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"This is why we are here": The race to save a life in South Sudan

11 Oct 19
This article is more than one year old

"This is why we are here": The race to save a life in South Sudan

Tom Niccol

Tom Niccol

MSF doctor

In remote Old Fangak, a woman is in desperate need of medical treatment. But with no surgical facilities and a runway too muddy to land a plane, time is running out... 

“Emergency in maternity!”

The call pierces an otherwise silent period on the MSF radio.

I head towards the ward, uncertain what I’ll find. Anything is possible in Old Fangak.

Old Fangak

First, to describe the context: Old Fangak is around 500km north of Juba, the capital of South Sudan. It's a swamp region with a population of around 50,000 people, most of whom fled to the area during the civil war because the remote location conferred relative safety.

There aren’t any roads to Old Fangak. During the rainy seasons, when the runway turns to mud, three helicopter flights and a boat trip are required to travel here from the capital.

I work at the small MSF hospital here, and today it is raining.

Blood on their shoes

Arriving at the maternity ward, I see the midwife has blood on their shoes. This isn’t wholly unusual, but I can read from their facial expression that the situation is serious.

The patient has given birth to a healthy baby girl. However, there have been complications. The patient is now haemorrhaging. There is a river of blood flowing over the front of the bed, only partially captured by a nearly full bucket below.

Within a moment of my arrival, the patient loses consciousness.


Crammed into the tiny delivery room, the temperature must be approaching 40°C. Sweat is pouring from all staff, safety glasses fogging.

We squeeze fluid into drips in each arm and I start the mother on a potent medication that raises blood pressure. In this low resource setting I have to count the drops per minute to infer infusion rate.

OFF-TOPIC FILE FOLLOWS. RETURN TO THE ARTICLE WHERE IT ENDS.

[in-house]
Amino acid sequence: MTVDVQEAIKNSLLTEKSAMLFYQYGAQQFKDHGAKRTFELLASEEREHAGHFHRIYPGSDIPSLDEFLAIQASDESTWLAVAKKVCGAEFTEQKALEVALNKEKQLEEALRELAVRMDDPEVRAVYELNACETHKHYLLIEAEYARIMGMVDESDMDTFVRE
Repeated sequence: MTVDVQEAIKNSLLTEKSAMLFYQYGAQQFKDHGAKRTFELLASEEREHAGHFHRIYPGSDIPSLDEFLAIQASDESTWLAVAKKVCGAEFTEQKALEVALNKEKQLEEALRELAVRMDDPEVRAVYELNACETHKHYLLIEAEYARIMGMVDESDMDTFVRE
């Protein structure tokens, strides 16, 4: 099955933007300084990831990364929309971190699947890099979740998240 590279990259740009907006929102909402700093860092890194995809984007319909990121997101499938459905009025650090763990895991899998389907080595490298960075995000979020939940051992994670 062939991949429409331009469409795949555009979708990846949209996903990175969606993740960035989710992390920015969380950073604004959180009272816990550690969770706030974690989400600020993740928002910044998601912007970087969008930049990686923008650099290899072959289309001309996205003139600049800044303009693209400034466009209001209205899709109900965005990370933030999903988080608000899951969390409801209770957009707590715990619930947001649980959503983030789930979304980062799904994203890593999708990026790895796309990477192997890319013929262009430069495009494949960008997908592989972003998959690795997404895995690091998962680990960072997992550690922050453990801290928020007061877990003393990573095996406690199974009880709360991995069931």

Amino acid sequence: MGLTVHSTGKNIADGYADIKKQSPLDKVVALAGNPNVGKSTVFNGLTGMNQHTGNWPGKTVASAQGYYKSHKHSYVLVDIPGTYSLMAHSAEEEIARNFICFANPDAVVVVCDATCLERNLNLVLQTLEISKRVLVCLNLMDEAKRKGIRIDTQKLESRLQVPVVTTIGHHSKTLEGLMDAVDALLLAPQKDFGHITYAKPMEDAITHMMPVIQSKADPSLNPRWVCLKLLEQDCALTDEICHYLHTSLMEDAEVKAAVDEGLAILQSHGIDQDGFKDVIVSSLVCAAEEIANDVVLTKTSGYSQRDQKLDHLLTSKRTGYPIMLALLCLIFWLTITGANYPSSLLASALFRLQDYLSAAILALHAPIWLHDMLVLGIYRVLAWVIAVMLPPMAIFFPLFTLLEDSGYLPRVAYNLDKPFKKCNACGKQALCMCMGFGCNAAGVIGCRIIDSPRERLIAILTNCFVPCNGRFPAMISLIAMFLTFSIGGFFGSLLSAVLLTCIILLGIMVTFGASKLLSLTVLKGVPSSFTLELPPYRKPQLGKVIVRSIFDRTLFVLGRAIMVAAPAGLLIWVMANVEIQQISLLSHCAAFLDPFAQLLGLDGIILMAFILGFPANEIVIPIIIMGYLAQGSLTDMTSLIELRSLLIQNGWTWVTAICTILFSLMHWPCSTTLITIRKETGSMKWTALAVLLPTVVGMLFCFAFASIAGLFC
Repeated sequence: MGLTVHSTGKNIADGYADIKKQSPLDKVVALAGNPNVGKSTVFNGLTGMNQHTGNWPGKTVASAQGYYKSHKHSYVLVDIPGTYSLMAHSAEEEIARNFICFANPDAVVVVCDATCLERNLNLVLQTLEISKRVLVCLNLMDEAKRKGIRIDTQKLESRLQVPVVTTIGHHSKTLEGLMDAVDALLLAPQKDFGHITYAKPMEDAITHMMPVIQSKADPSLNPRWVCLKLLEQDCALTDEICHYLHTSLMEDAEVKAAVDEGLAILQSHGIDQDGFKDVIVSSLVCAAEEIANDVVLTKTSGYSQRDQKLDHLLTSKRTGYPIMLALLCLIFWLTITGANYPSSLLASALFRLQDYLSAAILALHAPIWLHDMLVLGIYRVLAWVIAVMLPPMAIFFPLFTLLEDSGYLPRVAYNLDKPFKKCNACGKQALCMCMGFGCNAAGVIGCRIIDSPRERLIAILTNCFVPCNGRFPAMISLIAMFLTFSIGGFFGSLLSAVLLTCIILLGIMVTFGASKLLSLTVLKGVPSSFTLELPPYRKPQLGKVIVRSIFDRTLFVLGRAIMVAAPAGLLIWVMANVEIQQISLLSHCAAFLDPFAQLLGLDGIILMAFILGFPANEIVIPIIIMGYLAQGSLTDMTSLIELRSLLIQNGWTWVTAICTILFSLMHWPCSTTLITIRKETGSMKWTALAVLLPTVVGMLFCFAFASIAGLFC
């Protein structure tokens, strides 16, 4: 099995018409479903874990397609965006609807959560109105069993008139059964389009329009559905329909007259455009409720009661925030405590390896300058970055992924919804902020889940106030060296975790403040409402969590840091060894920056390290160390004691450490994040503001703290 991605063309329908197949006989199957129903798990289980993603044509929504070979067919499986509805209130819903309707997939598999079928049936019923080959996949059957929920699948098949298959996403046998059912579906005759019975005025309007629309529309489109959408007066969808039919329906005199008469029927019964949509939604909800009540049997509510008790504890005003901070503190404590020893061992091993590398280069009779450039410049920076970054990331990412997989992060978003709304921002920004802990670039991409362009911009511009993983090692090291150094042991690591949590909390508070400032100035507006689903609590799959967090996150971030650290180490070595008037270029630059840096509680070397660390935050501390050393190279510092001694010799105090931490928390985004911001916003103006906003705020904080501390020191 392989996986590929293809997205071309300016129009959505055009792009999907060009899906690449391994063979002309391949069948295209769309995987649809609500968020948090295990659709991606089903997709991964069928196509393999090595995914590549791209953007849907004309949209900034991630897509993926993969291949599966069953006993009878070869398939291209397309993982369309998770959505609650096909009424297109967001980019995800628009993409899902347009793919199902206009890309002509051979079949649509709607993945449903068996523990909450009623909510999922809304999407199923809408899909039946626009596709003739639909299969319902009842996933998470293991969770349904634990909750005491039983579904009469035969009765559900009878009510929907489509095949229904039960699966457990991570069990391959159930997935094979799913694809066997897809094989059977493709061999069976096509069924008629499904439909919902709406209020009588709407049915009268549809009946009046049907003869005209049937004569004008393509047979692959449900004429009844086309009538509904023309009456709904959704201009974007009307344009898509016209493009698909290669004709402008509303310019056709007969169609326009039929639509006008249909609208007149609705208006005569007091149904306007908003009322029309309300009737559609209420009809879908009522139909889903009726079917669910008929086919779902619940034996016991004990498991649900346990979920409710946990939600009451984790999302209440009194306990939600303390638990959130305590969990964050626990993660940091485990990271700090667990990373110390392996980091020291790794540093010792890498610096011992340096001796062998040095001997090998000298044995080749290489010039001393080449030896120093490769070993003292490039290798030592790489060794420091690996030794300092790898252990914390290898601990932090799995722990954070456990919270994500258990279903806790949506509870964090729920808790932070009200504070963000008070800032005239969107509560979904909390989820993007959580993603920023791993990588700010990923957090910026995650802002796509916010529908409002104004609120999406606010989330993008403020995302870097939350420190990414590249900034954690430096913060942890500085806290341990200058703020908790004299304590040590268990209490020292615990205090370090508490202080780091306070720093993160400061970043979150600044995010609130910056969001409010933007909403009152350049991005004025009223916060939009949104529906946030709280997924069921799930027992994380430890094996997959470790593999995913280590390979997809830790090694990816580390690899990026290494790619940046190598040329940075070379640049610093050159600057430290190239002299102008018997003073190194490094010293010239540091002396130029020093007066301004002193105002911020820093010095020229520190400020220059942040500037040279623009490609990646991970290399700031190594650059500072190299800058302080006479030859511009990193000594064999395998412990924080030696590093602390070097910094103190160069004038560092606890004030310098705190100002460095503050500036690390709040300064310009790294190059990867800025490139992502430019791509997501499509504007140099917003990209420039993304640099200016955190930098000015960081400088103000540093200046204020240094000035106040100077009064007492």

Within ten minutes the patient starts to groan. She is regaining consciousness.

I call her name: Nyame.*

She desperately needs blood

Nyame’s condition requires surgical support. We don't have those facilities in Old Fangak, so a senior staff member immediately begins the process to transfer her to another hospital.

In the meantime, Nyame desperately needs blood.

I gather all of her family members urgently and explain that Nyame is in critical condition.

Their optimistic mood vanishes.

They tell me that Nyame has five children. If she doesn’t survive, what will their future be?

Rapidly I tell the family we need blood donors, and out of the many volunteers, we find three with matching blood types.

At this point we are well into the night.

Every possible avenue

Throughout the night I stay with Nyame. Her family camps in the same room. Nobody sleeps.

At the same time a team of MSF staff work to find a way to get her the surgery she desperately needs. But the runway is consumed by mud, and with planes unable to land, options are limited.